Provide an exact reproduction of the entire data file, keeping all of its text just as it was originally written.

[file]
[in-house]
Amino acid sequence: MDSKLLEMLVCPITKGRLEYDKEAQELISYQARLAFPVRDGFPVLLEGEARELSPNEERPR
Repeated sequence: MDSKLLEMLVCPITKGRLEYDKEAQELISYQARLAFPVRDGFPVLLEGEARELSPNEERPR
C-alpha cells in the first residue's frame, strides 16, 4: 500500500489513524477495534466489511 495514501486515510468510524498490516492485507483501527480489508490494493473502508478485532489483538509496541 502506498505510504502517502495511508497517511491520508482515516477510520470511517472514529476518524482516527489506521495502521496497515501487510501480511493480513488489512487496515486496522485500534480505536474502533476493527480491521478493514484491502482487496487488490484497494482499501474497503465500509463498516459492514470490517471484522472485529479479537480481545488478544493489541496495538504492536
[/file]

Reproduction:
[in-house]
Amino acid sequence: MDSKLLEMLVCPITKGRLEYDKEAQELISYQARLAFPVRDGFPVLLEGEARELSPNEERPR
Repeated sequence: MDSKLLEMLVCPITKGRLEYDKEAQELISYQARLAFPVRDGFPVLLEGEARELSPNEERPR
C-alpha cells in the first residue's frame, strides 16, 4: 500500500489513524477495534466489511 495514501486515510468510524498490516492485507483501527480489508490494493473502508478485532489483538509496541 502506498505510504502517502495511508497517511491520508482515516477510520470511517472514529476518524482516527489506521495502521496497515501487510501480511493480513488489512487496515486496522485500534480505536474502533476493527480491521478493514484491502482487496487488490484497494482499501474497503465500509463498516459492514470490517471484522472485529479479537480481545488478544493489541496495538504492536